cur-mud-geon: anyone who hates hypocrisy and pretense and has the temerity to say so; anyone with the habit of pointing out unpleasant facts in an engaging and humorous manner
Wending our way to the implementation of the Affordable Care Act (ACA), ObamaCare for those who prefer, we are finding more issues that promise to develop when the switch is thrown to the “on” position.
Maybe one issue that will be most obvious is the uncertain nature of the actual workings of the exchanges or ‘marketplaces’ where one is to be able to go online, shop, and make informed decisions about health care coverage for 2014. There have long been questions about whether or not these online portals will be functional by October 1st when they are to be turned on.
Recent revelations that the security tests for these portals have been delayed until September 30th, the day prior to launch, is particularly disconcerting. Federal assurances seem not to have eliminated the concern. These sites will transfer very important personal information to many elements within the federal government and security is absolutely paramount.
Another concern, recently noted, is that the ‘navigators’ who are to assist you and me in making our choices are very concerned that they are not being properly trained so as to discharge their responsibilities properly. People who are licensed insurance agents and who have spent years working with clients who are most likely to be seeking service through exchanges report they do not feel adequately informed after sitting in on the training modules that are available. The state agencies charged with responsibility for delivering this training are reportedly overwhelmed with the enormity of their charge. We are about five weeks away from launch; this is not a good omen.
Yet another concern is that there will be limited choice in the Wisconsin federally facilitated exchange (FFE) which has nothing to do with the state relegating responsibility for the exchange to the federal government. The insurers and HMOs that have indicated they are going to participate have narrow networks since they are each local or regional in nature. The major insurers have chosen to sit out the opening day, the opening year in reality, in large part because they simply did not know how to price for the risk given the thought that many who had not had coverage didn’t have coverage because of pre-existing health problems.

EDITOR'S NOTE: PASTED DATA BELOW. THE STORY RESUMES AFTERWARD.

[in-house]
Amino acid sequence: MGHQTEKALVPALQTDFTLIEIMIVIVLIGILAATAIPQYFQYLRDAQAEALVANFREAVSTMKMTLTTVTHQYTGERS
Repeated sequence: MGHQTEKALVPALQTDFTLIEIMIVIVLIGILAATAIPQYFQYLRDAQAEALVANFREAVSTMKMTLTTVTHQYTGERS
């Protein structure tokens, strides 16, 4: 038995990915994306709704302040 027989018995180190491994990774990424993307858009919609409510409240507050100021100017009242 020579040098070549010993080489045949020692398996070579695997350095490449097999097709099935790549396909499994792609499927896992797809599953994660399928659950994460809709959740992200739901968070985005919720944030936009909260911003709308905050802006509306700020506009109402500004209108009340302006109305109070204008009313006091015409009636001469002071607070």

Beyond the potential issues within the system, there are the recurring anecdotal announcements such as that of United Parcel Service (UPS) yesterday. That company has made it known that spouses, who have other coverage available through their own employers, will not be eligible for coverage under the various UPS health plans.
Anecdotal reports of more part-time employees due to employers reducing hours to get beneath the 30 hour benchmark for eligibility continue to be heard. The unemployment reports, unless the U6 version is used, do not adequately indicate this phenomenon. The people who are having their hours reduced continue to be employed so they do not impact unemployment numbers. But, they are under-employed which is the next worst thing to being unemployed. This has, and will continue to have, an impact on the overall economy. Even if it seems to be healthy, it could’ve been much healthier without the under-employment.
As if all this weren’t enough to cause us to have a bad feeling, there lurks the 800 lb. Gorilla of costs for all this. No one has a well-informed idea of what the real costs will be to our country, our employers, our health system and our citizens.
The ACA was ill-thought by Congress. The delays of some of the enforcement actions was likely the White House response to its own concerns about what all this is going to do to the election races in 2014. An aroused voting citizenry could decide that it wants to ‘clean House’ and ‘clean Senate’. President Obama does not relish the thought of closing out a feeble second term with Republicans controlling both sides of the Legislature.
His signature piece of legislation, the Affordable Care Act, could well go far down the road of determining how his eight years as President will be seen through the lens of history.
That, however, is a relatively small consideration when contrasted to what he and his Congress might have done to our system of health care financing and delivery.
But, to borrow the words of Alfred E. Neumann from the cover of the old Mad magazine: “What? Me Worry?”